Roughly translated, well-intentioned workers within the THT have been bound to government guidelines and dictates yet have readily hoovered public cash to the detriment of those they are funded to serve.

          THT needs to lessen its dependency on government handouts, find creative ways of generating income and get its independence back.

          That’d be a major step forward but will never happen while “Sir” Nick Partridge clings to power.

  7. Isn’t it worrying, and very sad, that while other articles in PinkNews attract involvement and comments in large numbers, sometimes stretching to 100s of comments, anything to do with this very serious disease that continues to stalk the gay male community attracts very few comments.

    It suggests part of the problem: just as people don’t like to talk about their deaths, so people don’t like to talk about the possibility of contracting a very serious disease. They prefer to put their heads in the sand and pretend it doesn’t exist.

    1. I have made this very point several times; it seems that many PN readers are not interested in HIV – equal marriage appears to be the only gig in town at the moment. Debates about HIV always become extremely polarised with THT, GMFA & NAT usually being heavily criticised because it seems fashionable to do so!

      The other aspect I find disappointing is that there is literally no activism coming from gay men about HIV & other sexual health issues – there are so many ways that individuals can get involved to try & change the situation, but in my experience those who shout the loudest on PN are not prepared to actually do anything about the situation.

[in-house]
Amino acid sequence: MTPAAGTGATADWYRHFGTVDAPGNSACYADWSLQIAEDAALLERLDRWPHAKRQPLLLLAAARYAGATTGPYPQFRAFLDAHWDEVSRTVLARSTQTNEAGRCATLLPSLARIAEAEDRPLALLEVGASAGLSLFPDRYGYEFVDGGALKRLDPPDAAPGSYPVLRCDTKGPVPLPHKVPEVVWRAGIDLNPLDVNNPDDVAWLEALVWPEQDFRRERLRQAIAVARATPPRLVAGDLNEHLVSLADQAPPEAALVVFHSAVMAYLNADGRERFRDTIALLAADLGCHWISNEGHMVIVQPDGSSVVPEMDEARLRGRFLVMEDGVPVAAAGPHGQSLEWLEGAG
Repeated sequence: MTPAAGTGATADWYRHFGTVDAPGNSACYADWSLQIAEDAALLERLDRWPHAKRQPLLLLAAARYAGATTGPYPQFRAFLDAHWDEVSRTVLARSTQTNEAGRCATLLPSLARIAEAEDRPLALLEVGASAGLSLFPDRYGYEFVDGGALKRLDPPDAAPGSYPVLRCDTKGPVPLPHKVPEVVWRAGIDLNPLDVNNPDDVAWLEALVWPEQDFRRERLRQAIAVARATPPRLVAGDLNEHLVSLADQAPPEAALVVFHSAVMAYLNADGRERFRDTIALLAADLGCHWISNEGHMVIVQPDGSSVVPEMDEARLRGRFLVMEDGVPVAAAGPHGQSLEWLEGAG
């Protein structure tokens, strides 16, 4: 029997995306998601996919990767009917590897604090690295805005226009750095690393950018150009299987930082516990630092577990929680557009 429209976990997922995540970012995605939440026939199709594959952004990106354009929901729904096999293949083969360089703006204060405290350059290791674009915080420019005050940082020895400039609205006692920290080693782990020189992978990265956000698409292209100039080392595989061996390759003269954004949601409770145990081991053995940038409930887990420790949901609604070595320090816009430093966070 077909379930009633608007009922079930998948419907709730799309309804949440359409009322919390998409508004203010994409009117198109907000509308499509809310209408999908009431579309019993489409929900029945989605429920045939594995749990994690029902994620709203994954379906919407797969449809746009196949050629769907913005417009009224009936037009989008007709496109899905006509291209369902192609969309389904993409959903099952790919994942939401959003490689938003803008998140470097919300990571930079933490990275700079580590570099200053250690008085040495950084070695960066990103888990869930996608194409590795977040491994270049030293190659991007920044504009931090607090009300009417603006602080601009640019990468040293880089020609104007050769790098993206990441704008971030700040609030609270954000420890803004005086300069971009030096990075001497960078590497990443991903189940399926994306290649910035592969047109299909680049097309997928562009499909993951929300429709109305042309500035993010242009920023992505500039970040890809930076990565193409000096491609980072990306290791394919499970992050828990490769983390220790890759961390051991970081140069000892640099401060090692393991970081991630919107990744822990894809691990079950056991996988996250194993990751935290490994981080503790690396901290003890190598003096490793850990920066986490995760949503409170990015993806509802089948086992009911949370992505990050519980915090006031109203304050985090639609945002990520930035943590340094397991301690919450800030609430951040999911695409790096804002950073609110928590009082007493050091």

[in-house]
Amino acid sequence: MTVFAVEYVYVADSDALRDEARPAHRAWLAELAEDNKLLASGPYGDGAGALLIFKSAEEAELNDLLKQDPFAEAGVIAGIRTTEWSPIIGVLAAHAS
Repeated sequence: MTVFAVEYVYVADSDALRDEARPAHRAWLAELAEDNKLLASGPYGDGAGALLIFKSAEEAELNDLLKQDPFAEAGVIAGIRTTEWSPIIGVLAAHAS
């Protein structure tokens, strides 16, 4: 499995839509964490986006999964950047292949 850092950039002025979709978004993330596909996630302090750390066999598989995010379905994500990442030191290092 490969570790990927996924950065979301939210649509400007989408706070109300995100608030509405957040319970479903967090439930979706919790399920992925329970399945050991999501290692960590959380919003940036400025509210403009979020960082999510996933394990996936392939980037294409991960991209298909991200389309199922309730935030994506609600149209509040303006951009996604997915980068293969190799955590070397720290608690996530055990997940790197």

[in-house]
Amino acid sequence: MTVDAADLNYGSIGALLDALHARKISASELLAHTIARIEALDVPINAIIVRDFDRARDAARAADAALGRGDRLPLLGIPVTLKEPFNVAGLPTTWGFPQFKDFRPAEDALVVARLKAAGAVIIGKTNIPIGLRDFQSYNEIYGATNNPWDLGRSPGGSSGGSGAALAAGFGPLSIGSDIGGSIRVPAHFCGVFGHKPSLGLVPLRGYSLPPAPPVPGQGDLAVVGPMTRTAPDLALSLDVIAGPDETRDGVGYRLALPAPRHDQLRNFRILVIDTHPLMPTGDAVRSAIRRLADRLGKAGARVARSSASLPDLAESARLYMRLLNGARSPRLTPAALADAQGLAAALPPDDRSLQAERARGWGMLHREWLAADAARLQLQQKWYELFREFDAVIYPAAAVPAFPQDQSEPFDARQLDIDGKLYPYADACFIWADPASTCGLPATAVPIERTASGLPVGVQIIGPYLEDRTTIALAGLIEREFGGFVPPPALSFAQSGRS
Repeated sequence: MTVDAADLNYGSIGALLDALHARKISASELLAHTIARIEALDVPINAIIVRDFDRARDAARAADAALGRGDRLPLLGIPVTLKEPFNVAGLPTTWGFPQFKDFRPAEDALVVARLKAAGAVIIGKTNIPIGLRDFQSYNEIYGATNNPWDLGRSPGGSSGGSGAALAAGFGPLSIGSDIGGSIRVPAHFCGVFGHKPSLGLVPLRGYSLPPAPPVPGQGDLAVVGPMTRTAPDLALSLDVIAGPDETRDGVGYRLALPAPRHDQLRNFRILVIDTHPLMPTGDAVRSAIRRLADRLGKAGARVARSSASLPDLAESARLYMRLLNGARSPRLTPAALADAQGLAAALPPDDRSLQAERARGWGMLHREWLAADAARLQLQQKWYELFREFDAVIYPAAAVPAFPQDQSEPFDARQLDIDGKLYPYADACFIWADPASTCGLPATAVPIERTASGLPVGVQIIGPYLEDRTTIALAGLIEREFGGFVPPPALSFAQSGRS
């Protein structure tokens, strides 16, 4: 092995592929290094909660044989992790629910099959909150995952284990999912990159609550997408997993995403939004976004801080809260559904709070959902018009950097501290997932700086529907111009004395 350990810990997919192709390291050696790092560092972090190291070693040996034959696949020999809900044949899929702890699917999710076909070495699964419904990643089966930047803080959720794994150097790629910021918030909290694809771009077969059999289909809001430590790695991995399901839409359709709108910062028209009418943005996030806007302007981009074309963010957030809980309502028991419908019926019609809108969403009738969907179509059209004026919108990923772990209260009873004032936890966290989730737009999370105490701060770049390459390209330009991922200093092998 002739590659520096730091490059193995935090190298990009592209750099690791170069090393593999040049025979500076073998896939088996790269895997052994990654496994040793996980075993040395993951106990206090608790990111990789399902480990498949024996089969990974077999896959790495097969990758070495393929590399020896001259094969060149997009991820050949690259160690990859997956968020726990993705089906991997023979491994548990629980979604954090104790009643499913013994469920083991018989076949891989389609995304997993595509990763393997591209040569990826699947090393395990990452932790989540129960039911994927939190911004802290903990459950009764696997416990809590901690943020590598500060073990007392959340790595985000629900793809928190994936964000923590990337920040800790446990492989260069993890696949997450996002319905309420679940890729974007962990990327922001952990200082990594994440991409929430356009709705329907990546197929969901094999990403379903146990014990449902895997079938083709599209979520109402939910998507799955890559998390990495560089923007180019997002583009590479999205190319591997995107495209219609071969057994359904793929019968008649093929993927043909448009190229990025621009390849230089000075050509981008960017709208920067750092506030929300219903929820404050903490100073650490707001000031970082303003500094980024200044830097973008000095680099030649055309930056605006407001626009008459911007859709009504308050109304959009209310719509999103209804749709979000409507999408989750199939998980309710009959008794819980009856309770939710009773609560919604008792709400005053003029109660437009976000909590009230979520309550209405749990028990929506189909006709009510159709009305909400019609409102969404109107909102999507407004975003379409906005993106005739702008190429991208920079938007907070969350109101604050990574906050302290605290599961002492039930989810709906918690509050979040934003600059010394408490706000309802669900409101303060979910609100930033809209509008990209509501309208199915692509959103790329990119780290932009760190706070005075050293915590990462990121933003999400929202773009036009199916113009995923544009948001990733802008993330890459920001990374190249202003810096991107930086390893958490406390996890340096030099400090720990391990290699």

We have a great opportunity to try and influence things at a local level when HIV prevention responsibility moves to Local Authorities under their remit for Public Health – how many gay men will write to their MP’s or the newly appointed Directors of Public Health, how many people support NAT or THT in their lobbying of Government?

  8. Interesting article, Stuart, and many good points.

    But I do think the constant emphasis on lack of HIV prevention funding = higher HIV rates is disingenuous.

    Smaller charities than THT, not necessarily here in the UK, have succeeded in stemming and even reversing HIV rates on far smaller budgets.

    Where HIV’s concerned it’s the quality of the message that’s key:- one honest, upfront, properly targeted grassroots campaign that acts as a genuine deterrent will have infinitely more impact than umpteen campaigns that wrap HIV in cotton wool and, in so doing, fail to convey to neg men why a life without HIV is the only option.

    Today the press reports how major pharmas are withdrawing much-needed drugs from Greece as austerity tightens, impacting upon the availabiliy of HIV drugs.

    Is that not in itself – along with the potential hazards associated with their use – a portent we should be highlighting to UK gay men as a reason to avoid contracting HIV in these austere times?

  9. Blaming others except our own community.

    The real fact is that a very large part of the gay community goes out night after night smoking and slamming stuff like Crystal Meth and then have bareback sex orgies.
    And that has become acceptable and the norm due to the fact that professional and amateur bareback porn, bareback hookup sites are all over the internet and seems to be the norm too.

    But we are not allowed to mention that.

    1. You could argue that the minority of gay men you describe have made their bed:- indeed a recent report in the Lancet revealed most such men are knowingly HIV-positive.